Hostile or Hospitable 

10.9.18 Tues. wk. 27 – O. T.  (II)

Galatians 1: 13 – 24

Luke 10:  10: 38 – 42

Jesus entered a village where a woman whose name was Martha welcomed him.  She had a sister named Mary who sat beside the Lord at his feet listening to him speak.  Martha, burdened with much serving, came to him and said, “Lord, do you not care that my sister has left me by myself to do the serving? Tell her to help me.”  The Lord said to her in reply, “Martha, Martha, you are anxious and worried about many things.  There is need of only one thing. Mary has chosen the better part and it will not be taken from her.”       The Gospel of the Lord.

Homily:  Fr. Mike Murphy                            Hostile or Hospitable

Being Christian is not about the adherence to a set of rules.  It is confronting the mystery of Christ in the world.  “Faith” is not Christianity, the religion.  Faith is the result of a personal encounter with Christ; even in the poor, the migrant and those we are uncomfortable to be around.  St. Paul reminds us in His Letter to the Colossians, that the mystery of Christ is revealed in his holy ones (Col.1:26). His holy ones are all around us, not simply remembered in our liturgies.

We live in a world that is increasingly hostile.  This hostility is not only in Washington politics but also in our neighborhoods.  The culture is full of defensive and angry people who are protective of their agenda.  If you disagree, they attack you and they push you away.  As Christians, we are to be different; we are to be counter-cultural.  We are obliged to offer others hospitality, where strangers can cast off “strangeness”; where we recognize we are all fellow pilgrims on road to heaven. Part of the Christian call is to convert “hostis” to “hospes”.  These are two Latin words.  “Hostis” means stranger or enemy.  We get the world “hostile”, “hostility” from it.  “Hospes” means a guest or a friend.  It is the root of the word “hospitality”.

Too often we are like Martha in Gospel.  She welcomed †Jesus into her home and then left Him in another room.  She was busy preparing a meal for Him which was a virtuous thing to do, but Martha was not attentive to †Jesus.  Preparing the meal was her agenda and not that of †Jesus.  †Jesus was on way to Jerusalem.  He had things to say to her and her sister, Mary.  †Jesus wanted her to calmly listen to His words and not be fussing and rushing around.  Martha’s agenda separated her from †Jesus.  With †Jesus off over there, away from her, she was anxious, upset, and angry.  Martha was “hostile” toward Mary.  She didn’t know her guest or His needs, which, at the moment, was to speak to her and her sister.  As a result Mary experienced classic spiritual desolation as described by St. Paul In Galatians, chapter 5: “Jealousy, outbursts of anger, dissentions…” (vs.20-21).  Martha was not listening to the Holy Spirit which is manifested in desolation.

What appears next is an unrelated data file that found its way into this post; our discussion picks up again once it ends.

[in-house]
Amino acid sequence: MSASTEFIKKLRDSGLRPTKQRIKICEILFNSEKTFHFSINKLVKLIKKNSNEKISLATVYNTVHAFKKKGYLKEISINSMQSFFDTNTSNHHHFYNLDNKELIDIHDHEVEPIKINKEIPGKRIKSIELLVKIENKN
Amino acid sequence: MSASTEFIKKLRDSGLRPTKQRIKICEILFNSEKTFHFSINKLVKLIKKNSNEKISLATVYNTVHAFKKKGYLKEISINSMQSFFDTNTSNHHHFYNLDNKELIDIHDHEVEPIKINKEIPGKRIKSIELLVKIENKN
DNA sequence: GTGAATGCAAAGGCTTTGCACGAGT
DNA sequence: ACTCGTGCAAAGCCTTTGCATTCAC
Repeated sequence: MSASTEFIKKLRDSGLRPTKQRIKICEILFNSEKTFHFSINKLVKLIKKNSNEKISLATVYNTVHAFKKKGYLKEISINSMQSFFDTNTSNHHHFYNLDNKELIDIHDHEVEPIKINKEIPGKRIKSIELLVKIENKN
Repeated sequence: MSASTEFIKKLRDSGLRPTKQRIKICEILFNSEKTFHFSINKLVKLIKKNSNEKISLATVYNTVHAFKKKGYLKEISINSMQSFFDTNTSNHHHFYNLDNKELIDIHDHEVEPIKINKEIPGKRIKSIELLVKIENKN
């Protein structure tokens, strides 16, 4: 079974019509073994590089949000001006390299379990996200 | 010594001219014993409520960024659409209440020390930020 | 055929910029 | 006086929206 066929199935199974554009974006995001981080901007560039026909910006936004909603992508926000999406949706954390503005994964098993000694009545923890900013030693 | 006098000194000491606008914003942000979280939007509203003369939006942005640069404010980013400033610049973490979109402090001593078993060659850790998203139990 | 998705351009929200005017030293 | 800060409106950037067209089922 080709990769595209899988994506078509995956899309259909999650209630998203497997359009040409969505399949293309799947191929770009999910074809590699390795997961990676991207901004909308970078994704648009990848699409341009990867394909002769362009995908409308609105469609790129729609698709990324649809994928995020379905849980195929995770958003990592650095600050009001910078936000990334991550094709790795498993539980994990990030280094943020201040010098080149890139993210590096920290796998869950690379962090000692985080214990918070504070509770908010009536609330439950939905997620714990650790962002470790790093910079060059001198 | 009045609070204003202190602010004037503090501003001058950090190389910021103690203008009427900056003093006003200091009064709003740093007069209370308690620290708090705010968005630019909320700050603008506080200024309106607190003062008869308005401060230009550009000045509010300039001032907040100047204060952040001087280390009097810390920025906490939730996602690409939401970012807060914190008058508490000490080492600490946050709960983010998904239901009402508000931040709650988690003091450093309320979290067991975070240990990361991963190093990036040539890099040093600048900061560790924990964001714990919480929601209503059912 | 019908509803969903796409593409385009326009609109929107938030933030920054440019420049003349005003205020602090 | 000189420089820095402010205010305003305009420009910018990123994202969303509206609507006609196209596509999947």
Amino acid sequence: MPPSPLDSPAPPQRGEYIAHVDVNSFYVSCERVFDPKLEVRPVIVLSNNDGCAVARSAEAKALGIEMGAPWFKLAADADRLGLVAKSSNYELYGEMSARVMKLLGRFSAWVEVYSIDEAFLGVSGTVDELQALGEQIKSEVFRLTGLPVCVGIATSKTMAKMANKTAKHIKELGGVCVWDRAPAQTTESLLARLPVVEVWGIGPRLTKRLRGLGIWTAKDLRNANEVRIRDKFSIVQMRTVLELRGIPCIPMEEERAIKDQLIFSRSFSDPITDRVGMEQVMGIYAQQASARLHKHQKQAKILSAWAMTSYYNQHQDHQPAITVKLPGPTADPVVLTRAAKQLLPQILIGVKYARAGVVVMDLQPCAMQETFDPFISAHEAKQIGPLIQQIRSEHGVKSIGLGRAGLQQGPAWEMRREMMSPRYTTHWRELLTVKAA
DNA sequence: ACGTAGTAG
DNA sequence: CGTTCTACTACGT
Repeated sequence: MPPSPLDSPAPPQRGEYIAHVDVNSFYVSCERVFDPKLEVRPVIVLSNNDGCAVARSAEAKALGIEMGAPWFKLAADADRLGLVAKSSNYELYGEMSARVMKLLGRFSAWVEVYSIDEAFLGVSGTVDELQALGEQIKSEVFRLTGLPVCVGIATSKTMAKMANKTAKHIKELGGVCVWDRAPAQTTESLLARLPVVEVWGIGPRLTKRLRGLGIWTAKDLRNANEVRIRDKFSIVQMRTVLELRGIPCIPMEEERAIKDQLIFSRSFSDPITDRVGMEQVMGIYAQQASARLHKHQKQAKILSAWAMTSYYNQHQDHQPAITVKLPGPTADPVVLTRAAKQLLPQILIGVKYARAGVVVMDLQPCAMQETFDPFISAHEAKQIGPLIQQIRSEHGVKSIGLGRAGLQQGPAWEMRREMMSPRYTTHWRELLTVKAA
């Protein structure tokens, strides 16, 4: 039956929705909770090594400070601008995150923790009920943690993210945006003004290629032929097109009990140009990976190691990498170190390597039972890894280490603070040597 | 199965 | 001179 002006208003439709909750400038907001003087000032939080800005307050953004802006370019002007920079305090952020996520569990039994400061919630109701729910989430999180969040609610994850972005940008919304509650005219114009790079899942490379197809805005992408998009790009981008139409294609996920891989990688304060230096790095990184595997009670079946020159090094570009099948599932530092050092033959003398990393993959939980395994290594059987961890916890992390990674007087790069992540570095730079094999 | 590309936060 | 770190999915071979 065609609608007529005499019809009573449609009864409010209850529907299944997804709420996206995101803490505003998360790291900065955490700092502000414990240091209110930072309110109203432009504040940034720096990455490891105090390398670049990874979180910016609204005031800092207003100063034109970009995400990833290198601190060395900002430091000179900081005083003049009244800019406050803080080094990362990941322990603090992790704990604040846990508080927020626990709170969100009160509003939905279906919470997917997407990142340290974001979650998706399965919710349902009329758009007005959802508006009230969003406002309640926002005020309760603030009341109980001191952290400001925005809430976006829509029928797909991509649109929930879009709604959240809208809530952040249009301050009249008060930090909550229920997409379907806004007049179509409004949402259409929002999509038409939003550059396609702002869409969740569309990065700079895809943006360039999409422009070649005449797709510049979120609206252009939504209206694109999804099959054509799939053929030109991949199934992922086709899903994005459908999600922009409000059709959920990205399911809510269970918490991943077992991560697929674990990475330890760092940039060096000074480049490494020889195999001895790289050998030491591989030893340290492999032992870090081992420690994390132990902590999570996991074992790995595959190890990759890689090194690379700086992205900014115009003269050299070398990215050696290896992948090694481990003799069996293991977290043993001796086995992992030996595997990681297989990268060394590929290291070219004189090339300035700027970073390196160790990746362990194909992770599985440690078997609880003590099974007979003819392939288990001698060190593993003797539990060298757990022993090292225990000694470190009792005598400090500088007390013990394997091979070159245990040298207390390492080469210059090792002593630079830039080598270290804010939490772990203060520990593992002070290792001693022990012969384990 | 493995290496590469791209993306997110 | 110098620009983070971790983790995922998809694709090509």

We are often excessively anxious and angry.  We invite †Jesus into our life then push Him aside as we go about doing our will.  It is such a waste to do this.  †Jesus has so much to give and share with us and we simply ignore Him.

How do we encounter †Jesus?  How do we show Him hospitality?  We listen to His Word in prayer and worship as we are doing this morning in this mass.  We sit in His presence as Mary did; by engaging in personal prayer and community prayer.  Mary was at peace in His presence.  Her attitude is seen as a classic description of spiritual consolation as described by St Paul: “Love, joy, peace, patience, kindness, faithfulness, generosity…” (Gal.5:22).  Mary had embraced the Holy Spirit.  Love, kindness and hospitality are to witness sensitivity to the needs of others.  The spiritual life consists in: virtue above sacrifice (Is. 1: 11-16), obedience rather than sacrifice (Jer.7) and reconciling with others before bringing our gift to the altar (Mt.5:23).

To be in God’s presence, is to think the truth in the heart, speak the truth and act out of the truth.  It is to welcome others as God welcomes you; as God welcomes saints and sinners alike.  Recall these words from the Letter to the Hebrews:

“Do not neglect hospitality, for through it, some have unknowingly entertained angels” (Heb.13:2)